A Bitter Charge the Highest Tribute
Luke 15:1, 2
Then drew near to him all the publicans and sinners for to hear him.…

The great Teacher himself said that the things which are highly esteemed among men may be abomination in the sight of God; and we may safely assume that the converse of this proposition is true also. Certainly, in this bitter charge brought against our Lord we now perceive the very highest tribute which could be paid him.

I. A BITTER CHARGE AGAINST THE SAVIOUR. It is not easy for us to realize the intensity of the feeling here expressed. The Jews, arguing from the general truth that holiness shrinks from contact with guilt, supposed that the holier any man was, the more scrupulously would he avoid the sinner; and they concluded that the very last thing the holiest man of all would do was to have such fellowship with sinners as to "eat with them." Their patriotic hatred of the publican, and their moral repugnance toward "the sinner," filled them with astonishment as they saw him, who claimed to be the Messiah himself, taking up a positively friendly attitude toward both of these intolerable characters. Their error was, as error usually is, a perversion of the truth. They did not understand that the same Being who has the utmost aversion to sin can have and does have the tenderest yearning of heart toward the sinner; that he who utterly repels the one is mercifully pitying and patiently seeking and magnanimously winning the other. So the men of acknowledged piety and purity in the time of our Lord failed completely to understand him, and they brought against him the charge which might well prove fatal to his claims - that he was having a guilty fellowship with the outcast among men and the abandoned among women.

II. THE HIGHEST TRIBUTE TO THE SAVIOUR. In that attitude and action of his which seemed to his contemporaries to be so unworthy of him we find the very thing which constitutes his glory and his crown. Of course, association with sinners, on the basis of spiritual sympathy with them, is simply shameful; and to break up their association with the intemperate, the licentious, the dishonest, the scornful, is the first duty of those who have been their companions and have shared their wrong-doings, but whose eyes have been opened to see the wickedness of their course. It is for such to say, "Depart from me, ye evil-doers; for I will keel) the commandments of my God." But that is far from exhausting the whole truth of the subject. For Christ has taught us, by his life as well as and as much as by his Word, that to mingle with the sinful in order to succour and save them is the supreme act of goodness. When a man's character has been so well established that he can afford to do so without serious risk either to himself or to his reputation, and when, thus fortified, well armed with purity, he goes amongst the criminal and the vicious and the profane, that he may lilt them up from the miry places in which they are wandering, and place their feet on the rock of righteousness, then does he the very noblest, the divinest thing he can do. It was this very thing which Jesus Christ came to do: "He came to seek and to save that which was lost." It was this principle which he was continually illustrating; and nothing could more truly indicate the moral grandeur of his spirit or the beautiful beneficence of his life than the words by which it was sought to dishonour him: "This Man receiveth sinners, and eateth with them." It is this which will constitute the best tribute that can be paid to any of his disciples now. "There is nothing of which any true minister of Jesus Christ, whether professional or not, ought to be so glad and so proud, as to be such that the enemies of the Lord shall say tauntingly, while his friends will say thankfully, 'This man receiveth sinners.'"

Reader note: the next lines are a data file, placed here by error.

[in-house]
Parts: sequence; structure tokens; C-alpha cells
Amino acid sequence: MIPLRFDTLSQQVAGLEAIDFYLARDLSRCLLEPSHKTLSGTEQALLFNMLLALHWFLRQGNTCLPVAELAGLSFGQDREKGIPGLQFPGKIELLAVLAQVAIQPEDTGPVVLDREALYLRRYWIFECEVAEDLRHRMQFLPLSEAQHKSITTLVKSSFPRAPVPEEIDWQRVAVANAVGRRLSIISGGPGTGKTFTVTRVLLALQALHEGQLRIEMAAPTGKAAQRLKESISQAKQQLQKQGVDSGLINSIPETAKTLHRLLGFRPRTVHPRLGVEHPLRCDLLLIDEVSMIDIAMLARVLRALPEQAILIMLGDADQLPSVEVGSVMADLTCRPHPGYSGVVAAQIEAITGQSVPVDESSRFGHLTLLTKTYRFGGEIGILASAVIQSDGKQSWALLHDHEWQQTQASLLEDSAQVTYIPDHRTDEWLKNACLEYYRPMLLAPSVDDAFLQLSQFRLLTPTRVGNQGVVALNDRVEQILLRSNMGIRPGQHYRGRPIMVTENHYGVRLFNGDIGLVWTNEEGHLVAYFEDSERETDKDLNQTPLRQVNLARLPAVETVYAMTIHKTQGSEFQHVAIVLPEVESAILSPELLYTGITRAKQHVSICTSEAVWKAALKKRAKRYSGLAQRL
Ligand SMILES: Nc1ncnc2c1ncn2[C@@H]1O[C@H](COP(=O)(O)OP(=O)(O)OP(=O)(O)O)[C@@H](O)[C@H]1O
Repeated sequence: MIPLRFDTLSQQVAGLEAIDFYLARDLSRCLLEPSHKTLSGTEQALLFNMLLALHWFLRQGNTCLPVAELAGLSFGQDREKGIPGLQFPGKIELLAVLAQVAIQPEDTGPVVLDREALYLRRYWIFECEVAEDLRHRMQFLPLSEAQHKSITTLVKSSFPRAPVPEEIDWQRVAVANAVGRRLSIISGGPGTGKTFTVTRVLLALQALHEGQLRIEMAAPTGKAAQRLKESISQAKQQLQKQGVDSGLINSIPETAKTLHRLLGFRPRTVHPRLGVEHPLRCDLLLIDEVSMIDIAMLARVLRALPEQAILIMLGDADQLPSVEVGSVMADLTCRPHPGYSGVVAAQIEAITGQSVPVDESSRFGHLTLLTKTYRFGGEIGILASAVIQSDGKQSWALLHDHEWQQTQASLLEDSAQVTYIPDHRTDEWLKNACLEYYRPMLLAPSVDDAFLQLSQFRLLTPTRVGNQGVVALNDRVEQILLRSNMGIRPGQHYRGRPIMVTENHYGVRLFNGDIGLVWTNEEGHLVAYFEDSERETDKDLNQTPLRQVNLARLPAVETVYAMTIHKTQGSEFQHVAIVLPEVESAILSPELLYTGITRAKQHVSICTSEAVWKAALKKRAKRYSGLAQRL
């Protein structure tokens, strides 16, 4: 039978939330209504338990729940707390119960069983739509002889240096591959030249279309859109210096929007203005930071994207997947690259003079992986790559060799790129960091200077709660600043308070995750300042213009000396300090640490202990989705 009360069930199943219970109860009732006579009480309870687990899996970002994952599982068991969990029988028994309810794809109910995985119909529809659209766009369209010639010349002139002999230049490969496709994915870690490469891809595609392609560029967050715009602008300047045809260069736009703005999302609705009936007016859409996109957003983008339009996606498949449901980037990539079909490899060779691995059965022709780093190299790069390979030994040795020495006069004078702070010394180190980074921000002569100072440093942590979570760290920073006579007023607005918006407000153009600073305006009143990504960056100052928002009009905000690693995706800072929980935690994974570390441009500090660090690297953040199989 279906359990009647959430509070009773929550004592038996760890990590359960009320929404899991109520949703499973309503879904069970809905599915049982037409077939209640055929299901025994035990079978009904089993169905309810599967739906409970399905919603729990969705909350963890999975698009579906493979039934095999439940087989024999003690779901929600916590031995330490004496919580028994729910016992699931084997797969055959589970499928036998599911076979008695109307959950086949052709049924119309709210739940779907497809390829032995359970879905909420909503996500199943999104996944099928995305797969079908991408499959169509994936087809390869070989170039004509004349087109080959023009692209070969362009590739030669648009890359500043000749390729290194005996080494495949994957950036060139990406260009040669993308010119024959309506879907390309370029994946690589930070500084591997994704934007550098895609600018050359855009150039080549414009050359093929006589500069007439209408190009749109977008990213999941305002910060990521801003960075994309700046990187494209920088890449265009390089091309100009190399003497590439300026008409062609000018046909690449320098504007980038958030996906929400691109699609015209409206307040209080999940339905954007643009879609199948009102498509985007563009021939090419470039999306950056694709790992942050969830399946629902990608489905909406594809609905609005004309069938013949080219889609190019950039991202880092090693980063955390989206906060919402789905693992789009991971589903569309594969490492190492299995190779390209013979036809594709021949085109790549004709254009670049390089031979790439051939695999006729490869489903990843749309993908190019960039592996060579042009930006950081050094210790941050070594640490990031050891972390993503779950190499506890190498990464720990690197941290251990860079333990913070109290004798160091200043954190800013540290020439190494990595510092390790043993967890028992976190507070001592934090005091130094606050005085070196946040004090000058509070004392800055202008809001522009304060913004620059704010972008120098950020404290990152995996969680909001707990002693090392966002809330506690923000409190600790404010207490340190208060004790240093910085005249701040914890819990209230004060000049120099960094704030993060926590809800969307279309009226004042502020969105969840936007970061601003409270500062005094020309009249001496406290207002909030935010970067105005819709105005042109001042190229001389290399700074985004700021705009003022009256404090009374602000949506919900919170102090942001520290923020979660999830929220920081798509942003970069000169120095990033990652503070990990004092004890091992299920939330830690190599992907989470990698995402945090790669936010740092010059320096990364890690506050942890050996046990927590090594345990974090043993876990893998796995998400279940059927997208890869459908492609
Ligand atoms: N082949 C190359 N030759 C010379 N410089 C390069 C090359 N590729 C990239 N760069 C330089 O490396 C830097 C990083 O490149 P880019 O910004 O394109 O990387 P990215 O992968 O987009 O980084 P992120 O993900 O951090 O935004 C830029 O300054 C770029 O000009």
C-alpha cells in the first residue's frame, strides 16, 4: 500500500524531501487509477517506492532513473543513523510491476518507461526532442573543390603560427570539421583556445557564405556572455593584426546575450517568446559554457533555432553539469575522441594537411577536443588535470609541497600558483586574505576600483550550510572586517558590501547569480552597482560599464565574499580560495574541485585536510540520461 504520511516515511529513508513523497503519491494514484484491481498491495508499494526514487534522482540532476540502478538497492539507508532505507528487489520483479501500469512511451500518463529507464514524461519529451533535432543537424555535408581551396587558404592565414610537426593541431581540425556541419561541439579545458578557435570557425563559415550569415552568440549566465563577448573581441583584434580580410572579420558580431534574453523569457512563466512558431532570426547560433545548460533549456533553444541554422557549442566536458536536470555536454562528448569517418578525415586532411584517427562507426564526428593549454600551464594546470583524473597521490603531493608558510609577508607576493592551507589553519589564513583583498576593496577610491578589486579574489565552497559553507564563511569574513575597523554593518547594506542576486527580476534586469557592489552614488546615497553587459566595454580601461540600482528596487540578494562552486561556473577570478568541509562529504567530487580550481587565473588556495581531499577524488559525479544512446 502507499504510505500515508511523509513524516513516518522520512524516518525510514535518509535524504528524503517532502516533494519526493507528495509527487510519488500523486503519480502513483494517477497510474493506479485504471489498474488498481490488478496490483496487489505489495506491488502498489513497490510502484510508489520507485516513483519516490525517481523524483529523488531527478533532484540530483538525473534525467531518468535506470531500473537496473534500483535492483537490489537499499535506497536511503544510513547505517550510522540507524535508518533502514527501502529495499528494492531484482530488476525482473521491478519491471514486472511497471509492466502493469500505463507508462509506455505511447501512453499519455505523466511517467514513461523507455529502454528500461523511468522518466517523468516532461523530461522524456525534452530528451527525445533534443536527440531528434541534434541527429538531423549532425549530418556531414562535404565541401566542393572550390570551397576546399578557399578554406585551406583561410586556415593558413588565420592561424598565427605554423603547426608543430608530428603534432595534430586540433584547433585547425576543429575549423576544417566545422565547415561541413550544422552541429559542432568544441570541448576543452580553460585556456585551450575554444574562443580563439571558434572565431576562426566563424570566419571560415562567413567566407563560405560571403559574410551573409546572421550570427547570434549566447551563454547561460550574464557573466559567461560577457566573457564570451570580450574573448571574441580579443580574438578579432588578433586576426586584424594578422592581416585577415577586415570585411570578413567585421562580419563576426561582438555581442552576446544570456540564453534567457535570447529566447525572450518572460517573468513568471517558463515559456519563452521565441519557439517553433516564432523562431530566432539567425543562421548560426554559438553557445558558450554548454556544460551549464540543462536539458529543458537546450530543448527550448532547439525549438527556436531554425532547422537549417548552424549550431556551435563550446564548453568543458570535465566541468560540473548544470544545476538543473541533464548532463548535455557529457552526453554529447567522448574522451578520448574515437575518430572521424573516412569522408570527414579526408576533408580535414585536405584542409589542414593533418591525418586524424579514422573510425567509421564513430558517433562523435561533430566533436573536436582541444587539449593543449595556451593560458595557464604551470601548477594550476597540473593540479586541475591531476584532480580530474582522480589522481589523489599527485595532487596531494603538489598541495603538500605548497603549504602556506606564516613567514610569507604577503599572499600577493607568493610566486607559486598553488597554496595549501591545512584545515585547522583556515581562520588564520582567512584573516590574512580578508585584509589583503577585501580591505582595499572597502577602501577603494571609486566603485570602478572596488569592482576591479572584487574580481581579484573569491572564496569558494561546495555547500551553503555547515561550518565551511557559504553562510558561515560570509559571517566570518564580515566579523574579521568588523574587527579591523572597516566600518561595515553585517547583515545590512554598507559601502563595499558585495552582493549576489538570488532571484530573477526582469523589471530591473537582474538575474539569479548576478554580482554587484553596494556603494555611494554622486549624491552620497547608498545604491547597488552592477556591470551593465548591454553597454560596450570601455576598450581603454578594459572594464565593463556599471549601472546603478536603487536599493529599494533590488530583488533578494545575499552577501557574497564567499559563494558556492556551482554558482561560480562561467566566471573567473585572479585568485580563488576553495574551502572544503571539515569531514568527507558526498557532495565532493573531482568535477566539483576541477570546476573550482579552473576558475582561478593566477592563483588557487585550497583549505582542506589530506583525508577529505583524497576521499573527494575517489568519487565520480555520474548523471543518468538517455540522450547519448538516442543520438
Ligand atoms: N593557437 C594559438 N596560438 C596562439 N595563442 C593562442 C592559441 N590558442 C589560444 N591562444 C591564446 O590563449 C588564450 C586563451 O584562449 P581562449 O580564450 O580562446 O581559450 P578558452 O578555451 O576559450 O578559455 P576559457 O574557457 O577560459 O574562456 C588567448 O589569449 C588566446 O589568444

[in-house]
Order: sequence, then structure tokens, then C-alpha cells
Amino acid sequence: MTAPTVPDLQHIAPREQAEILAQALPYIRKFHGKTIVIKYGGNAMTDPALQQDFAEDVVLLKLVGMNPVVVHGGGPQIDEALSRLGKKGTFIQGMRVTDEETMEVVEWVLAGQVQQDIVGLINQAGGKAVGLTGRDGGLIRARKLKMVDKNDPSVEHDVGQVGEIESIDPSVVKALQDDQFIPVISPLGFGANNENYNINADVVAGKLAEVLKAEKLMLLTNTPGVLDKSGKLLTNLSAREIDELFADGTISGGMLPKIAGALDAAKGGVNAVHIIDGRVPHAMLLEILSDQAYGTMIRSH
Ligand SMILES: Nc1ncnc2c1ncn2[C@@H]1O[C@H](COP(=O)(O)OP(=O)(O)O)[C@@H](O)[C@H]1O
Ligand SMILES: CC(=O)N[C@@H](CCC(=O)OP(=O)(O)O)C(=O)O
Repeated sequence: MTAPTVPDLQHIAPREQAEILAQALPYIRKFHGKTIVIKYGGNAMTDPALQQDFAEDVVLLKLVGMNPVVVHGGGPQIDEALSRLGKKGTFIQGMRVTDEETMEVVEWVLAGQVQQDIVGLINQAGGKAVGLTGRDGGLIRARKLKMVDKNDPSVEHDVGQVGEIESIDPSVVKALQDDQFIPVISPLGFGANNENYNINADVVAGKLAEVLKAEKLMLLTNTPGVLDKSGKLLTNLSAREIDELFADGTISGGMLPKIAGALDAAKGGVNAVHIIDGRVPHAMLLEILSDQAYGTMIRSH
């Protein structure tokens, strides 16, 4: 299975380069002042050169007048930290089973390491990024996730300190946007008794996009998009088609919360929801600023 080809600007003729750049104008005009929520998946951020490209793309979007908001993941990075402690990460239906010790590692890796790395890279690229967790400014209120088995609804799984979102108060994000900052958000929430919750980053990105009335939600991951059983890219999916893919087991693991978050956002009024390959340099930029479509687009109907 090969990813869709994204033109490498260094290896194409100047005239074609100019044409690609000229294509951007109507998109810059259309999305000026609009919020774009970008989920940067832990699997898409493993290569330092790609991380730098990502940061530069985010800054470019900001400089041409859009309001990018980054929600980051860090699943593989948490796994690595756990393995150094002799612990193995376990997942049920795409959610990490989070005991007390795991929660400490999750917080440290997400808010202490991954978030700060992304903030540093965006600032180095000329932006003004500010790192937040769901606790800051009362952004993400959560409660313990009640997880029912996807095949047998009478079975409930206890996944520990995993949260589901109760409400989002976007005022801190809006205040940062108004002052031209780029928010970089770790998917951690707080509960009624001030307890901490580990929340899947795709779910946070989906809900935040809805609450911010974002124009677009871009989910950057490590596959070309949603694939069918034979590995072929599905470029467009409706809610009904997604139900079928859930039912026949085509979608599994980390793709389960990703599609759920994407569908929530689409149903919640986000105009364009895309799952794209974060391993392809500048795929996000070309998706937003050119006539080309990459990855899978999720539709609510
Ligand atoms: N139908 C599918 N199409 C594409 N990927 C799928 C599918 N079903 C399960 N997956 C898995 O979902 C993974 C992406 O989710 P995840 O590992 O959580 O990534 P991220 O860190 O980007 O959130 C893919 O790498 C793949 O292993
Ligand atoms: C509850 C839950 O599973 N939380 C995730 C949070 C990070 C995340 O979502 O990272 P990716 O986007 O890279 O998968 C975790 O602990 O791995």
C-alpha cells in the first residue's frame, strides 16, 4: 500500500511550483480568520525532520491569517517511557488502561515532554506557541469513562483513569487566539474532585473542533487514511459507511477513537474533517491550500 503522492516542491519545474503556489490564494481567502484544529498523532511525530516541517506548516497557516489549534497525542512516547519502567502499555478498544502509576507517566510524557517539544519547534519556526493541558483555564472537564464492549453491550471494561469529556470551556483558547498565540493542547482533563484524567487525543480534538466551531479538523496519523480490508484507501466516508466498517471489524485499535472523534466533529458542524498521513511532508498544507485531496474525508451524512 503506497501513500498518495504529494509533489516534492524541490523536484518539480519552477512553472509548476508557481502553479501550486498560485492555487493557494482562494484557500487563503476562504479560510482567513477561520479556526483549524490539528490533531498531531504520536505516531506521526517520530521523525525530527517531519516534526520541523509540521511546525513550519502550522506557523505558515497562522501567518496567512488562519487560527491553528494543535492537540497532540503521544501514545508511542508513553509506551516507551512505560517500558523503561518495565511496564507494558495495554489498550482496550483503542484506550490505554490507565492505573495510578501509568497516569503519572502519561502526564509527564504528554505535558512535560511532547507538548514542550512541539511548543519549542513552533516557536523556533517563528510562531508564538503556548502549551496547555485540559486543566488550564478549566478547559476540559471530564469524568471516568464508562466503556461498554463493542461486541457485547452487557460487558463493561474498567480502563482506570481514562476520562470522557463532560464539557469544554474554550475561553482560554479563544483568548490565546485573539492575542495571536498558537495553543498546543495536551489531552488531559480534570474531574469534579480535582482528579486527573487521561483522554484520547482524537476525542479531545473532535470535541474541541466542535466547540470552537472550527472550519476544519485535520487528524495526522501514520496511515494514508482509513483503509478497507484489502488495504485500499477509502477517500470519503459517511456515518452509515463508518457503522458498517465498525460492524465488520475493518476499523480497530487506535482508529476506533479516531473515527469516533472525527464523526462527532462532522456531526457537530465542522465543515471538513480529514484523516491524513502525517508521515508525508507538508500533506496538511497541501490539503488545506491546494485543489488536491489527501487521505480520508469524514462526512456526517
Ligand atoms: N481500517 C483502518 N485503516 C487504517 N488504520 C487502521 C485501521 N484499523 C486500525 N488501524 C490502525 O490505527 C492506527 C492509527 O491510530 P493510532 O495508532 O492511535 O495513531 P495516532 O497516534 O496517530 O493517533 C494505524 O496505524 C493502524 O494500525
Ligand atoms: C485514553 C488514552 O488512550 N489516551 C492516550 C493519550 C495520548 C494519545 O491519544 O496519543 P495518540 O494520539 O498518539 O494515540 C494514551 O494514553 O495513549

III. THE GREATEST POSSIBLE ENCOURAGEMENT TO OURSELVES. There are men who know they are sinners, but care not; there are those who do not know that they are guilty in the sight of God; and there are others who do know and who do care. It is to these last that the Saviour of mankind is especially addressing himself. To them all he is offering Divine mercy; restoration to the favour, the service, and the likeness of God; everlasting life. On their ear there may fall these words, intended for a grave accusation, but constituting to the enlightened soul the most welcome tidings - "This Man receiveth sinners.' - C.

Parallel Verses
KJV: Then drew near unto him all the publicans and sinners for to hear him.

WEB: Now all the tax collectors and sinners were coming close to him to hear him.

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